5 ways to save money

The most common spending problems are caused by a house that's too large, a car that's too luxurious or a credit-card lifestyle that's too lavish for your income. Those who see a virtue in moderation may have had budgeting in mind.

Whatever your situation, here are some common ways that people can reduce monthly bills.

1. Eliminate trivial but needless costs

Look first for small savings -- not because they'll end your budget problems, but simply because they're easy to find and take advantage of. For example, swear off that mid-afternoon, expensive premium latte. Shop for clothes and household furnishings only during sales. Keep your house warmer in summer and cooler in winter. Take on chores that you usually pay someone else to perform, such as mowing the lawn or shoveling snow.

Seemingly inconsequential savings do, in fact, add up.

2. Reduce larger expenses

These recommendations are decidedly more painful. If you smoke, for instance, take steps to quit. Don't buy season tickets to anything. Trade in your luxury car or sport utility vehicle for something a lot cheaper to buy, fuel and maintain.

On the assumption that those kinds of changes may be too wrenching, here are some other specific areas where many people can find savings:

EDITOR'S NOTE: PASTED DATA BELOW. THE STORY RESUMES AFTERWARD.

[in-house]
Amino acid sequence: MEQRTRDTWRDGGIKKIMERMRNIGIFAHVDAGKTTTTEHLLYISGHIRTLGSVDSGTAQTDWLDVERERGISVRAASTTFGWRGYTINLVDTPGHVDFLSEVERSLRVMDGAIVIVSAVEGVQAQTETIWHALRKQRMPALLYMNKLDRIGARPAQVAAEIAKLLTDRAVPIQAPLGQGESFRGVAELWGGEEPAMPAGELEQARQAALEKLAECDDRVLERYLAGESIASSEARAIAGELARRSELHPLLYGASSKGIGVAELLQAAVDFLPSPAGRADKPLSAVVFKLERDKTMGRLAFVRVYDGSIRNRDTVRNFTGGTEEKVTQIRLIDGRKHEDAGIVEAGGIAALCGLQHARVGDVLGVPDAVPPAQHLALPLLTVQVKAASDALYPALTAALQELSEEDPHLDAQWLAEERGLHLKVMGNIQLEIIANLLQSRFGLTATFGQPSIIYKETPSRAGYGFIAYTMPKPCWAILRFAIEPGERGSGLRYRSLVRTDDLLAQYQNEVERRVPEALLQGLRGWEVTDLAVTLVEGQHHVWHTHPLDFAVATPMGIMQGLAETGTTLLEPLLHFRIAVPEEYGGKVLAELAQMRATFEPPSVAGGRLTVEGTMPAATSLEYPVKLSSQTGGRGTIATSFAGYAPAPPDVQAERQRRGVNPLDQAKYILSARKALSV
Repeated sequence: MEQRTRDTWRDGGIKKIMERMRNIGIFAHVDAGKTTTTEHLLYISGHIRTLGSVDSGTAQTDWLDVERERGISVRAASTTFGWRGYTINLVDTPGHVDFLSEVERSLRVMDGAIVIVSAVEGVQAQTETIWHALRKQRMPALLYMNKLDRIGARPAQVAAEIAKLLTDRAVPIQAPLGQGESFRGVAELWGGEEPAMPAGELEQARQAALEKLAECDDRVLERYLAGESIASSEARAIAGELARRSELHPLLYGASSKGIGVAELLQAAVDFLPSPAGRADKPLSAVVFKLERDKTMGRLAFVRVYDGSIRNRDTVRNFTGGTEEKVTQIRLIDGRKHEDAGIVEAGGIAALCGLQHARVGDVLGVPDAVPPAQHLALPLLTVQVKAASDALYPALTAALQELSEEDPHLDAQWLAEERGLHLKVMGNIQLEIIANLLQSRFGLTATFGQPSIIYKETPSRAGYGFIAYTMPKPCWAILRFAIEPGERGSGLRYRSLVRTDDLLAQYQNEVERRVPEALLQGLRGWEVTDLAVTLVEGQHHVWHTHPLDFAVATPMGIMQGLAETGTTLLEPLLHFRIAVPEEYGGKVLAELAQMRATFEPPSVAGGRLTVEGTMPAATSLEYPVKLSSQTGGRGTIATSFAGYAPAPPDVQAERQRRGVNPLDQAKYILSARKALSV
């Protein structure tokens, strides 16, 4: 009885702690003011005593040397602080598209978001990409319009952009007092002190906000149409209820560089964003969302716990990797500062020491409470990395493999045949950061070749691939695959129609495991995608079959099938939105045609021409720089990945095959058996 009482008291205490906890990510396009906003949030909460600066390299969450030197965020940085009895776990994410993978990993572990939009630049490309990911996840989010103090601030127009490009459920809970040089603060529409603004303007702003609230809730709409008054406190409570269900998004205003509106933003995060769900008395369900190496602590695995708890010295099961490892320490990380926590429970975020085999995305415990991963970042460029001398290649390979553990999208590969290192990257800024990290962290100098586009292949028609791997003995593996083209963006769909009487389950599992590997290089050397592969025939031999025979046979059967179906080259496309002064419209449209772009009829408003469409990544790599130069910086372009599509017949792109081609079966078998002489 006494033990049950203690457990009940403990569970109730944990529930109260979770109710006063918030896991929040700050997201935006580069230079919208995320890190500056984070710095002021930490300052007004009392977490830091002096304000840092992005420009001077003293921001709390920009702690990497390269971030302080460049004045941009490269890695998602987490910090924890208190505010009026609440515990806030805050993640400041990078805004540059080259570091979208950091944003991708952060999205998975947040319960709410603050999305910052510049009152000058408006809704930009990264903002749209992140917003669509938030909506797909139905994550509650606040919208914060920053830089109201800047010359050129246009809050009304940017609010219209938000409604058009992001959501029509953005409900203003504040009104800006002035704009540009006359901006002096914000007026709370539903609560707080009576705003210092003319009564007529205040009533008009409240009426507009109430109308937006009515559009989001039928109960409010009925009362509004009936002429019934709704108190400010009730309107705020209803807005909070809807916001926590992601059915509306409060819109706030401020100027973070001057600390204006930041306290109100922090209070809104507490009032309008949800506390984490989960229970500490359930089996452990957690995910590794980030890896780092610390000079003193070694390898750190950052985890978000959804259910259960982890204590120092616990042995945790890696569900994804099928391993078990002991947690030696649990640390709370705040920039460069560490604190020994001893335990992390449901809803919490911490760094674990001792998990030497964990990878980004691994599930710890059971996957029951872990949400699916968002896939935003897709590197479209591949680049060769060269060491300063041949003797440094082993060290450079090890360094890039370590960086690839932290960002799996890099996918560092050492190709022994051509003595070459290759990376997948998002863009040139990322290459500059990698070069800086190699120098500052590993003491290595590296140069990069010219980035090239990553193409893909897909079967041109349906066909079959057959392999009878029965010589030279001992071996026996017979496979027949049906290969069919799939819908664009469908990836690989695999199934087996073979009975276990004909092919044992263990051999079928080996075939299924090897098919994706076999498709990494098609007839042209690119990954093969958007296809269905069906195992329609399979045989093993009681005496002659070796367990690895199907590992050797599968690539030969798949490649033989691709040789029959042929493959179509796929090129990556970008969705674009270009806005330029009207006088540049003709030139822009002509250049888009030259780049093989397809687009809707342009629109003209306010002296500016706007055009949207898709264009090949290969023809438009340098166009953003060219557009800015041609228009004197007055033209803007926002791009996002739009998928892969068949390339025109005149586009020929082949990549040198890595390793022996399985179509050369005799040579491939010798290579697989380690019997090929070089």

3. Refinance your mortgage

If new mortgages are costing at least two percentage points less than the rate you're paying, refinancing may save you significant dollars; check our refinancing calculator to be sure.

4. Cut your taxes

Usually this means taking better advantage of itemized deductions, which is a lot easier to do if you're either self-employed or have some income from work you do outside of a regular job. That opens up a range of new deductions -- from expenses for work-related items to a home office -- that are much harder to claim if you're an ordinary working stiff.

On the investment side, you can save some money by selling, and then writing off, investments that have lost money. You can use such losses to offset any gains you may have in a given year. If your losses outweigh your gains, you can deduct as much as $3,000 of investment losses from your ordinary income each year. Those with higher incomes may also be able to save some money by shifting money out of taxable bonds into tax-free municipal bonds.

5. Appeal your home assessment

If you're a homeowner, you may even be able to cut your real estate taxes by challenging the value that the local assessor puts on your property. You have to have good evidence, of course. But if recent home sales in your neighborhood lead you to believe that your house is worth less than its assessment and a qualified real estate agent writes an appraisal in support of your claim, then you can file a grievance with the assessor's office and possibly get your bill reduced.

The above suggestions won't work for everyone, and you may have considered them already. But since you alone are privy to the numbers in your budget, you alone know how radically you need to cut. If our suggestions don't appeal, find your own alternatives.

Getting started

Getting a job

Buying a car

Starting to invest

Buying a home

Starting a family

Retirement planning


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